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Defying My Domestic Demons

February 1, 2013

I don’t miss my ex-boyfriend. Not in a defiant, “Look how much better I’m doing without you, fuck you very much; now let me bawl into my coffee in peace” way, but in a genuine lack of regrets way. Sure, I’ll occasionally see something around the house that reminds of a fun time we had together, or I’ll get a brief pang of loneliness when I realize that he was the only one in my circle who could appreciate the Star Trek: Next Gen-onward references when I excitedly mention that all Beaver Creek supervisors wear red, while we instructors and Mountain Safety wear blue and yellow, respectively.

But I do not miss being in a relationship, least of all with him. I’ve discovered that while I might get a few weird looks when I eat lunch or dinner in a restaurant by myself, there’s never any overt hostility. Hell, many of the establishments in the downtown area have counters specifically for lone office workers looking for a quick but filling meal.

The one aspect of solo living that continues to feel like my ex is flipping me the bird from his new home 450 miles away is the aspect traditionally considered “women’s work.” Dishes pile up to soak indefinitely in my sink, only to be thoroughly rinsed when I run out of glasses. Even then, they’re never put away–I simply recycle whatever’s drying on the dish towel.

Same goes with laundry. I’d sooner flip the underwear inside out, then wear it right-side-out and backwards, then inside-out and backwards than do laundry. Why I should have this opposition, I don’t know. Unlike most other buildings I’ve lived in, laundry facilities in mine are onsite and free.

And let’s not even talk about the cat box. Oh, it gets done when the cat makes his displeasure known by thinking outside the box, but I’m still waiting for Pewter to wake up one morning with the opposable thumbs necessary to operate a poop-scooper so he can do his own damn cleanup.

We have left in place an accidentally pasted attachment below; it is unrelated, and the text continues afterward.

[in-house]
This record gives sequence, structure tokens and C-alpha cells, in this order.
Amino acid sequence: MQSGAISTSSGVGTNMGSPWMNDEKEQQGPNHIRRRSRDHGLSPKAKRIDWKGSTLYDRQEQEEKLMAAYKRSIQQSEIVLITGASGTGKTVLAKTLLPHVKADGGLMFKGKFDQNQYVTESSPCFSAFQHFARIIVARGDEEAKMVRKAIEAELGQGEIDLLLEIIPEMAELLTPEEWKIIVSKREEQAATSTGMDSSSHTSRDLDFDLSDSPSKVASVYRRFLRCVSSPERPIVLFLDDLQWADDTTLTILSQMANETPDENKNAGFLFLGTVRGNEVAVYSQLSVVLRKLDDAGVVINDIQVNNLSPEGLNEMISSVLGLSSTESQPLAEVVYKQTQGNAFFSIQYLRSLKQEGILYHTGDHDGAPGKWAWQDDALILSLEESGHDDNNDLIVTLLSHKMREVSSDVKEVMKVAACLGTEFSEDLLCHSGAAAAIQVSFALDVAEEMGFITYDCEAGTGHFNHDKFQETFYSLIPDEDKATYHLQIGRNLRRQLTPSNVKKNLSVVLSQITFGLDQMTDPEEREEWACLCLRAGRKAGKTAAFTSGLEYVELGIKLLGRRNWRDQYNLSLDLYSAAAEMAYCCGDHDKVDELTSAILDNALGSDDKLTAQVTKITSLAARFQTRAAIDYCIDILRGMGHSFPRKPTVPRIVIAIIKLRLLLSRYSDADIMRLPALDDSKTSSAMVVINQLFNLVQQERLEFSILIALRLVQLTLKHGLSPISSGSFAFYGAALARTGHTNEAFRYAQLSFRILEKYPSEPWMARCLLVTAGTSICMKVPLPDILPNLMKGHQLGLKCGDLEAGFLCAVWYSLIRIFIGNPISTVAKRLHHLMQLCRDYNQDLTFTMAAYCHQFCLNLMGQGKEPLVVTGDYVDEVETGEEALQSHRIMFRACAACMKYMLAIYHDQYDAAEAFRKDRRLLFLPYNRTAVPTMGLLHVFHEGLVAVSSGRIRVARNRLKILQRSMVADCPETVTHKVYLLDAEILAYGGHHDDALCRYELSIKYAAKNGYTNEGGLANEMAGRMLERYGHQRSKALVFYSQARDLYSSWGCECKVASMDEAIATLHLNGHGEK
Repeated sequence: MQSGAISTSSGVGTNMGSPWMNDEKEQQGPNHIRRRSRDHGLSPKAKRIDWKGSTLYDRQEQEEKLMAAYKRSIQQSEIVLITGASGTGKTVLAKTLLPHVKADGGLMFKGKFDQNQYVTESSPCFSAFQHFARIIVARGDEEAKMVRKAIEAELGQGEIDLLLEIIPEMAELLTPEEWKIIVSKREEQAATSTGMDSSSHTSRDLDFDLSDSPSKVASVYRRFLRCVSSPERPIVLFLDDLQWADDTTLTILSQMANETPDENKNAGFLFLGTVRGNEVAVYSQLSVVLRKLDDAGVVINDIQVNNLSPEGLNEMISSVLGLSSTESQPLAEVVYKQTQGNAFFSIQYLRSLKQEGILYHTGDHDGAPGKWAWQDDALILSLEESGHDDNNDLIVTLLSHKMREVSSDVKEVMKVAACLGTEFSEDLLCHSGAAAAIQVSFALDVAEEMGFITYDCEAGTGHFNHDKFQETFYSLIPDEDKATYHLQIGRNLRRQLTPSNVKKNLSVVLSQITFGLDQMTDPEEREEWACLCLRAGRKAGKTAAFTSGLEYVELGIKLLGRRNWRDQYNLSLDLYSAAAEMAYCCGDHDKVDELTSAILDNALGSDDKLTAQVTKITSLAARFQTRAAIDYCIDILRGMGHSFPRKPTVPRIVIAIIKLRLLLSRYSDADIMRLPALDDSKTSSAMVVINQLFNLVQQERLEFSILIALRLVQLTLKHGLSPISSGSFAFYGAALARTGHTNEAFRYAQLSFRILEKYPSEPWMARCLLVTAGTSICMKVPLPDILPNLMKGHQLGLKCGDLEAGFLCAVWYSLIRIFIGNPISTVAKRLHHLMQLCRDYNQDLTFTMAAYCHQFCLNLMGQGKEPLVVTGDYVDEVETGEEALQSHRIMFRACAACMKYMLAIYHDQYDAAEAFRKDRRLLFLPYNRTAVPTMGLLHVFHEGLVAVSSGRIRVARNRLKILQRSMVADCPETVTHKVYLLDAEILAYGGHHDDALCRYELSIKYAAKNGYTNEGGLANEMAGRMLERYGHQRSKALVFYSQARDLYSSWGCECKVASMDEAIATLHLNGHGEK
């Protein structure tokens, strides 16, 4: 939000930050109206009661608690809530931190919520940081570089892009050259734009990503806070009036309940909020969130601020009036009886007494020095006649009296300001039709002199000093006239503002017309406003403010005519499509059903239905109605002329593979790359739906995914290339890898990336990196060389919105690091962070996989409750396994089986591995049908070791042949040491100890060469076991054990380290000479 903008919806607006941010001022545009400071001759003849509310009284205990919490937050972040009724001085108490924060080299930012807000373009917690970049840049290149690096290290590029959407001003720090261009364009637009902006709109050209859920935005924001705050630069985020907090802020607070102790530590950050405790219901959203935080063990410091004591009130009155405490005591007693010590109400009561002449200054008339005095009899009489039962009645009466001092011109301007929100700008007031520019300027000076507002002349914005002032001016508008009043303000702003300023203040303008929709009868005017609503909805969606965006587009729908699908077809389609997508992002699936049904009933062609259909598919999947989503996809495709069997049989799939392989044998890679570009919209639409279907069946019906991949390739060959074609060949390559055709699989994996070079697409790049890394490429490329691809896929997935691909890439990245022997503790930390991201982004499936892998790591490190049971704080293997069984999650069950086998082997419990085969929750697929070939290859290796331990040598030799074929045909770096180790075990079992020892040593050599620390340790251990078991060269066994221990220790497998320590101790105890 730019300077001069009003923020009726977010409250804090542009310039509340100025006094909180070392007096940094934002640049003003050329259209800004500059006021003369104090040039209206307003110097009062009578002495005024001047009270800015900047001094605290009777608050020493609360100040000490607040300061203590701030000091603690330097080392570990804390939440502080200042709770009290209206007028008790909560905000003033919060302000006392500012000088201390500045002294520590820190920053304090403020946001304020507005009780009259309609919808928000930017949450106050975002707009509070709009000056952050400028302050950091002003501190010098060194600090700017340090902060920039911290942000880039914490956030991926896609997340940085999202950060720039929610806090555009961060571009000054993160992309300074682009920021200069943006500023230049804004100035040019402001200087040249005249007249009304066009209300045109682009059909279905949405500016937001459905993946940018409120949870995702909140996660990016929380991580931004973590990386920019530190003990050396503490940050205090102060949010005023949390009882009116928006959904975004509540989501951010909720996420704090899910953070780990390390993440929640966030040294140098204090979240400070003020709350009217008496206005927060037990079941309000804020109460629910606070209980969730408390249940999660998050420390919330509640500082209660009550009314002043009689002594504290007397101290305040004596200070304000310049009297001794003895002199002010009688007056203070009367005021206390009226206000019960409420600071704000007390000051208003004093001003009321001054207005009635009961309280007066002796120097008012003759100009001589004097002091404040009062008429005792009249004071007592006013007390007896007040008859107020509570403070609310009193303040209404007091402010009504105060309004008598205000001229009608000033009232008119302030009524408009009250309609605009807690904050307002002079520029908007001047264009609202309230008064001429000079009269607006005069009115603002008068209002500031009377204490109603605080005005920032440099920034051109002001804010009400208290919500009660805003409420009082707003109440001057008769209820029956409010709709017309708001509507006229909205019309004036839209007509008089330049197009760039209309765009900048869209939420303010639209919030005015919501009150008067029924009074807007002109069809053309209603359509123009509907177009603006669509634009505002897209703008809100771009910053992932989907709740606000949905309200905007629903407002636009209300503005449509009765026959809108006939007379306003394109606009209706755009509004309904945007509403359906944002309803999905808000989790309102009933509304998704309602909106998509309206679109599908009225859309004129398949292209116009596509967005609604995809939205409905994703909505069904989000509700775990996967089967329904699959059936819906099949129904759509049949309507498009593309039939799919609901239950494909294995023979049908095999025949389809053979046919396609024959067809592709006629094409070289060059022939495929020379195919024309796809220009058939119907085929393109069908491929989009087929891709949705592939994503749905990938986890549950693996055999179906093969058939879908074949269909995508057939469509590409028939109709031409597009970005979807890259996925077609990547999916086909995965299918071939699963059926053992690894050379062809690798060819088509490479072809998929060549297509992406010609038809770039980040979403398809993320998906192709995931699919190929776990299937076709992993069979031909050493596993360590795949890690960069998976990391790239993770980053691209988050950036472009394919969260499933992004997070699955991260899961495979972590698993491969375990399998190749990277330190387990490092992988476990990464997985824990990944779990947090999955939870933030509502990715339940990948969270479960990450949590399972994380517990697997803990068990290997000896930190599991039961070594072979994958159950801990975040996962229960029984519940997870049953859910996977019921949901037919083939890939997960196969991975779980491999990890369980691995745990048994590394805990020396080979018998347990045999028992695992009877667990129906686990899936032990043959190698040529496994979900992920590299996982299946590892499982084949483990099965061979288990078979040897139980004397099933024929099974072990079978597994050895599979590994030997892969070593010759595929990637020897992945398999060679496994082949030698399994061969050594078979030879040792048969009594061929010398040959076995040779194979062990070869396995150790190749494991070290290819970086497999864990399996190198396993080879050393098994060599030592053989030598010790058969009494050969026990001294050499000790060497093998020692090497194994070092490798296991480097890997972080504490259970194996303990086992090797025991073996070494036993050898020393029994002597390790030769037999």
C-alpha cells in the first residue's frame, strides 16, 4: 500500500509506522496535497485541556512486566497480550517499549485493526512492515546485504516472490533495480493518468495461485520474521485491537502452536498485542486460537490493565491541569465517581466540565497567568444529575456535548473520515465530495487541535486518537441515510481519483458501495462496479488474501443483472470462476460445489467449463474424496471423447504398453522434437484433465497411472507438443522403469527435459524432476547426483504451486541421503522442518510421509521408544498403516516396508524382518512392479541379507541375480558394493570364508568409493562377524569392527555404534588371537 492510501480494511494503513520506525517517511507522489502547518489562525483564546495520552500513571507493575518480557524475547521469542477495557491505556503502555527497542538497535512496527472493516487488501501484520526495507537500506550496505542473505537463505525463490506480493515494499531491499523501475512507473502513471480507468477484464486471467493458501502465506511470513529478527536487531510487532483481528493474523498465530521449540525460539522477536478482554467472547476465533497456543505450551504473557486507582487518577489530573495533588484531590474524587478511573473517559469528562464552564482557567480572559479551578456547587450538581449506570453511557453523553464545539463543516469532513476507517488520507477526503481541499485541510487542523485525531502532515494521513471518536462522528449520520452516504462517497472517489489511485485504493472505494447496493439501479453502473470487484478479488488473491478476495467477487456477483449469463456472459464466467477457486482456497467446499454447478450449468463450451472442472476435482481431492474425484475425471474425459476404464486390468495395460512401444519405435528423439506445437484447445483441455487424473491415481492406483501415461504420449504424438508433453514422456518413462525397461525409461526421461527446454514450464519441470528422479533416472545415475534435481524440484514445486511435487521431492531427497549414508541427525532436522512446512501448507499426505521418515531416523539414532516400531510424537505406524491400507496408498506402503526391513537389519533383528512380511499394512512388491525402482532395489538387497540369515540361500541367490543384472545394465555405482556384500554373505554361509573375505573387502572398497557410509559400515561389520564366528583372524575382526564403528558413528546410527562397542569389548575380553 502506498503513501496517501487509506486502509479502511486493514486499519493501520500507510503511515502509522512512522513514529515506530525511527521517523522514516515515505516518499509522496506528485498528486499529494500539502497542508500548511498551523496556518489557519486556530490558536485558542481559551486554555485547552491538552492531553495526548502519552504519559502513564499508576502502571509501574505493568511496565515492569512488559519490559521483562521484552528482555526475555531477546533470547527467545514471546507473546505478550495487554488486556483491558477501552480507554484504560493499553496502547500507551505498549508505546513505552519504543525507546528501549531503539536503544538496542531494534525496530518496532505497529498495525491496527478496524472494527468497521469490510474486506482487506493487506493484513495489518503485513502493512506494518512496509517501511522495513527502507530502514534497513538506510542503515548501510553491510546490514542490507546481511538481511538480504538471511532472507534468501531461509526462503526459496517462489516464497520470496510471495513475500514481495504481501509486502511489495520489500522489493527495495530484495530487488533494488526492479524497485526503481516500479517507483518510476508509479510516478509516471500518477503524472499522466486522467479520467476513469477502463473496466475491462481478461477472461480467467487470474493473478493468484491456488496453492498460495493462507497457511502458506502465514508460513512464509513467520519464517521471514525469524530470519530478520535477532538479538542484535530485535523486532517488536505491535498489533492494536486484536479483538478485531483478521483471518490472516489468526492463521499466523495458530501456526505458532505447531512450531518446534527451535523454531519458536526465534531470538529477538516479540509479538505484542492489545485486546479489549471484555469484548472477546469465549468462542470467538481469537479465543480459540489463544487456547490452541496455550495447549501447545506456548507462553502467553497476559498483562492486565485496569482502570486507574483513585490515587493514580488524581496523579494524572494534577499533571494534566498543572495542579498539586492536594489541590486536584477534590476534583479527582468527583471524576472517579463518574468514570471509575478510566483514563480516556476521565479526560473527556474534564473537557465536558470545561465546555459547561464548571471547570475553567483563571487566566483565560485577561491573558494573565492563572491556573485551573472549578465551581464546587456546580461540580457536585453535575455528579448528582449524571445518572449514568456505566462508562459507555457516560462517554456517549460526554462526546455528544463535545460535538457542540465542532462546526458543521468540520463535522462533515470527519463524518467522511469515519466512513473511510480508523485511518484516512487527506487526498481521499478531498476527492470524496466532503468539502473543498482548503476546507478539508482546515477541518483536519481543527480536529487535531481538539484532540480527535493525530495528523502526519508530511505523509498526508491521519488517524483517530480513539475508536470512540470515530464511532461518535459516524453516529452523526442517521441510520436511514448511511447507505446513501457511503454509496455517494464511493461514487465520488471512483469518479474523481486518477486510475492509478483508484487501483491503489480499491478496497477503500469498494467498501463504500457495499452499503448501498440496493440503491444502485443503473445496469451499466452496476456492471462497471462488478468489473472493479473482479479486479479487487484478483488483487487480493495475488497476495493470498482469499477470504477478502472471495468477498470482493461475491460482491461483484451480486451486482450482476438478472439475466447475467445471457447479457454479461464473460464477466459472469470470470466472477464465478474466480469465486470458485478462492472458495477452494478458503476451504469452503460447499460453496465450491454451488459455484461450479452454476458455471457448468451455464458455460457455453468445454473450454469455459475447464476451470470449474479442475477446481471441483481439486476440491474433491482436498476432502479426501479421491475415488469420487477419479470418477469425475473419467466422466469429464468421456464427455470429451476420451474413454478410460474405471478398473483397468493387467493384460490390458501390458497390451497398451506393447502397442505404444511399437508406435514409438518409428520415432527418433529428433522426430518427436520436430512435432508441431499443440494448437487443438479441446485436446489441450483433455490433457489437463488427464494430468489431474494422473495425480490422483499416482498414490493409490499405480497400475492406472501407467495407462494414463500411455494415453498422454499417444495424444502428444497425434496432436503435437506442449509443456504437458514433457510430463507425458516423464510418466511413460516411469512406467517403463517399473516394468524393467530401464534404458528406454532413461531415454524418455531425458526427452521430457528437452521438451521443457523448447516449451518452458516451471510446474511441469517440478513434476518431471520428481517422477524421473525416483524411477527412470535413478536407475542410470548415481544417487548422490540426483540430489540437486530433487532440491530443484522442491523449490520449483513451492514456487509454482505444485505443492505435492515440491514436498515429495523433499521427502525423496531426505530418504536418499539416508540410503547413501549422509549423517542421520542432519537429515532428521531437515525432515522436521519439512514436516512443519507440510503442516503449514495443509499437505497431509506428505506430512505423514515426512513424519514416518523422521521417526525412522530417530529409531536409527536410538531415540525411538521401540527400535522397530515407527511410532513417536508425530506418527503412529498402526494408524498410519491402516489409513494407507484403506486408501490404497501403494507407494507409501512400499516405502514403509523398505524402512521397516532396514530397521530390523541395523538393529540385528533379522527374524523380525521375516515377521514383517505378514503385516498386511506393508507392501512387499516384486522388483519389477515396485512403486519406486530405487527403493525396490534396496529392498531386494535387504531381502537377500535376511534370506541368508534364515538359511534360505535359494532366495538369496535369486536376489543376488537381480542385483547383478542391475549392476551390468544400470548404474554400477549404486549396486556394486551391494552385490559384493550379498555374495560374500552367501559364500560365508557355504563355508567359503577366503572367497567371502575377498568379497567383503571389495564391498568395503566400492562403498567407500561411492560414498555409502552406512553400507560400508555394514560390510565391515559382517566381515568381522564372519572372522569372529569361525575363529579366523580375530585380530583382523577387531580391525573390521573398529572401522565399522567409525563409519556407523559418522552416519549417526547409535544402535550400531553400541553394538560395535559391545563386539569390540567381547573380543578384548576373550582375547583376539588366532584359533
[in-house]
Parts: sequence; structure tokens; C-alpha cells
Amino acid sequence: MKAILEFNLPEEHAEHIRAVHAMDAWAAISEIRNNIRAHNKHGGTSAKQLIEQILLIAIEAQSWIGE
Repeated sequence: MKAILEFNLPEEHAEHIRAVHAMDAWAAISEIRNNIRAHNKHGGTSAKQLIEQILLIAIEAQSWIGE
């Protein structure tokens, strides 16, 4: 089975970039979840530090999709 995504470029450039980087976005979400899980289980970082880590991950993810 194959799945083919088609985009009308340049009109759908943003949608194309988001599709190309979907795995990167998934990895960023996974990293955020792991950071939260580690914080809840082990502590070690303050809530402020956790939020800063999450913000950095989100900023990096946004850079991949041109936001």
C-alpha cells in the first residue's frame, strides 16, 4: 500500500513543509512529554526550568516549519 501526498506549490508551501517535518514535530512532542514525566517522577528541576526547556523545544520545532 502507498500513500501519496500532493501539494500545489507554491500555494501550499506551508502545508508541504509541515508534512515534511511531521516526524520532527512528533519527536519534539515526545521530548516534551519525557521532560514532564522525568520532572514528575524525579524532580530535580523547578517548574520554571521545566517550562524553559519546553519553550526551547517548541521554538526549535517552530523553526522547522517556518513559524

I can only figure that part of the problem is that, in spite of a month and a half of experiential evidence to the contrary, I still believe in the Magic Hamper and the Magic Sink. Both of these concepts originated with my ex’s biological father, who was willfully incompetent in the kitchen and laundry room. And with a wife who willingly fed into his incompetence by dismissing him as a domestic dumbass, it was a wonderfully codependent partnership.

Like stepmother, like stepson. I never did laundry because I “didn’t do it right.” Same with the dishes; I apparently left “crusty bits.” I hated doing laundry and dishes anyway, so I’d simply stick to my assigned tasks–putting clothes in, or at least in the vicinity of, the laundry basket, and putting dishes in the sink–and poof! When either got to capacity, the Magical Hamper Fairy and the Magical Sink Fairy would take the dirty items away and replace them with fresh, clean, usable ones!

It’s been a crushing disappointment to realize that there is no Magic Hamper or Magic Sink with their accompanying Magical Fairies. As to the cat box, well…

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There isn’t one for cats, either. Thanks for ruining my (second) childhood, Jefferson County.

 I know dealing with all this literal and figurative shit is part of adulthood, especially single adulthood. And since day-to-day home maintenance takes about fifteen minutes, tops, it’s a small price to pay for guilt-free visits with friends, reading a book instead of idly conversing, or sleeping better for not having to share the bed with a cover-hog who has a strange sleep cycle.

But considering how many times I was told that the best way I could contribute to cleaning efforts was to make myself scarce, it’s pretty hard to overcome the overwhelming sense of, “Why bother?” when I see an area that would make Martha Stewart’s head explode like a rotten tomato (which reminds me, I need to clean the fridge). I just have to keep reminding myself that there are some areas in which “good enough” is good enough, and as long as I’m not living in Howard Hughes-ian levels of filth or scaring people on the bus away with my greasy hair, clothes, and skin, I’m probably perfectly capable of a certain level of domesticity. I can save the perfectionism for my writing and skiing, which should bring in enough for me to hire someone to clean the bathroom once a month or so.

This’ll allow me extra time to flip my ex off from 450 miles away. After all, the cat totally appreciates my Star Trek jokes, fuck you very much.


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  1. I always forget about the cat litter…then I remember and begin to feel bad for the cat. (I love my cat more than some humans I know….)

    • My kitty is a big priority in my life, too! But I know if he wants me to clean his box more frequently, he’ll helpfully remind me by crapping near my desk. X(

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